Can Parkinson’s Disease be Cured? Clues From Genetic Forms of PD

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There is, as yet, no cure for Parkinson's Disease (PD). But significant progress has recently occurred in the search for a cure. In the past 10 years or so, several forms of hereditary PD have been discovered and the gene defects responsible for these forms of PD have been identified and studied. This discovery of genetic forms of the disease can be considered a breakthrough discovery in the search for a cure of PD because scientists can use the genes in question to search for the root causes of the disease.

For the record, the genetic defects that cause hereditary forms of the disease include mutations (changes in the chemical make-up of the gene) or duplications of portions of the gene in the question. The genes under investigation include the alpha-synuclein gene, the ubiquitin-C-terminal hydrolase-L1 (UCH-L1) gene, the leucine-rich repeat kinase (LRRK)2 genes, and the Parkin, PINK1, DJ-1 and the ATPase13A2 genes. Now, of course, all of these names of genes may just sound like a meaningless foreign language to you. But I assure you that their discovery will lead to significant progress in the search for a cure for PD.

Repairing Genetic Defects That Can Cause Parkinson's Disease

We now know that certain types of genetic defects on certain genes can cause PD. That means that if we can repair the genes in question, we can prevent or potentially even cure the disease. There has been some work in this area already and some exciting projects are underway.

This whole area of investigation is called gene therapy or genomic medicine. To date, introduction into the brain of a rat (a rat that has damaged dopamine cells) of a viral agent that expresses human Park1 into a rat model of PD resulted in protection from dopamine cell loss and Parkinson's like behavior in the rat.

Of course, showing improvement in rat models of PD is a long way from showing that the same thing can happen in the human brain.

How Genetic Malfunctions Can Cause Hereditary Forms of Parkinson's Disease

Studies of the genetic defects that cause hereditary forms of PD have demonstrated that PD can result when one of multiple processes breaks down. These processes ultimately lead to cell damage in the brain. The first process concerns breakdowns in quality control processes for handling protein production in the brain. Proteins are the building blocks of all the tissues in your body. So when the production process for protein manufacture breaks down, little clumps of ill-formed proteins begin to accumulate in cells, and in the case of alpha-synuclein, contribute to the formation of Lewy bodies. Research experts are still investigating the role of these Lewy bodies in the development of Parkinson's disease, but one theory suggests that protein aggregation interferes with the normal operation of the cell and dysfunction ensues.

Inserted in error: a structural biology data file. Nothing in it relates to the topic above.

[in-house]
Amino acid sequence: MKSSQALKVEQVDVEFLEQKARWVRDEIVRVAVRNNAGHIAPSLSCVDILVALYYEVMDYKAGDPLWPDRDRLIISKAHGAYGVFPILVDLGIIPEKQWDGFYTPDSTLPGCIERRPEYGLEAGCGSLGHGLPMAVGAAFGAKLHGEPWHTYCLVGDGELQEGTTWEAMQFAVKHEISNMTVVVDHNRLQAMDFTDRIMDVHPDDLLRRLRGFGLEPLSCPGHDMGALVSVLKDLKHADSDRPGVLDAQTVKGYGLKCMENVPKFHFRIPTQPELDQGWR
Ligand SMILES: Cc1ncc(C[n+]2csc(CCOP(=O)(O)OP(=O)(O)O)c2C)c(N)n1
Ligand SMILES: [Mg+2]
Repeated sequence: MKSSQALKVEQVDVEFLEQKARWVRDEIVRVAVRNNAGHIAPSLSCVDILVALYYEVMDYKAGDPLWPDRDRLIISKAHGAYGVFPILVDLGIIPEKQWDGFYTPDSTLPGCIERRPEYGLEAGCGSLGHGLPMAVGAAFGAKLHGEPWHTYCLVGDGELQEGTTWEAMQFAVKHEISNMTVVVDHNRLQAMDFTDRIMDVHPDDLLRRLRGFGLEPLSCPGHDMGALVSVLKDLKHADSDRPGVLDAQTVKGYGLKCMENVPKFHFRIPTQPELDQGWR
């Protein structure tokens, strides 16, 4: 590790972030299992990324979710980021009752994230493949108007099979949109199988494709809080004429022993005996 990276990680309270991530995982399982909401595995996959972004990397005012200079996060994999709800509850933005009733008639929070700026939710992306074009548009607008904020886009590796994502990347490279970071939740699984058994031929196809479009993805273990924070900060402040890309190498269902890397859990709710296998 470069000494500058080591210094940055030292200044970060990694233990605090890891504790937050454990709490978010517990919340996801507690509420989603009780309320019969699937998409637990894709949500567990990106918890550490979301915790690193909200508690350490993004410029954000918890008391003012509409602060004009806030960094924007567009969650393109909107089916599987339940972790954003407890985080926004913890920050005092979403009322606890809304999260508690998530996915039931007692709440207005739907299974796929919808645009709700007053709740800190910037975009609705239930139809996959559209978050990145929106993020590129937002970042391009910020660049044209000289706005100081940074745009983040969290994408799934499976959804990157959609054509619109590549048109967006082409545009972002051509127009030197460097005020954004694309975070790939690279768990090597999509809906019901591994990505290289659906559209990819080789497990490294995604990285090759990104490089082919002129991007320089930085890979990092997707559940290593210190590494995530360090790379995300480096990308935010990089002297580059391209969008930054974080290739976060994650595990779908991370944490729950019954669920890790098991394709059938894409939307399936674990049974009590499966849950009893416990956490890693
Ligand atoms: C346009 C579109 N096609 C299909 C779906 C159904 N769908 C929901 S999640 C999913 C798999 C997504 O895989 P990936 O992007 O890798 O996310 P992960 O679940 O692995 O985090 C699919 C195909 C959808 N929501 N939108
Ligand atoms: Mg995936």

Another problem caused by gene defects that lead to hereditary forms of PD is known mitochondrial dysfunction. The mitochondria are little organelles in your cells that are responsible for producing energy for the body. A byproduct of mitochondrial operations is the production of free radicals -- little molecules that can hurt dopamine-producing cells. When mitochondria are operating normally, these free radicals are scavenged-up and neutralized. But when mitochondria are not operating normally, the free radicals build up in the brain and damage dopamine producing cells. Finally, gene defects that lead to PD have also been found in so-called kinase proteins. These proteins have multiple functions in the cell, and researchers are still trying to understand how the gene changes cause PD.

Sources:

Denise M. Kay, Jennifer S. Montimurro and Haydeh Payami. Genetics. In: Parkinson’s Disease: Diagnosis and Clinical Management: Second Edition Edited by Stewart A Factor, DO and William J Weiner, MD. 2008 Demos Medical Publishing.

Andrew J. Lees, The Parkinson chimera. Neurology 2009;72;S2-S11; Mochizuki H. Gene therapy for Parkinson's disease. Expert Rev Neurother. 2007 Aug;7(8):957-60.

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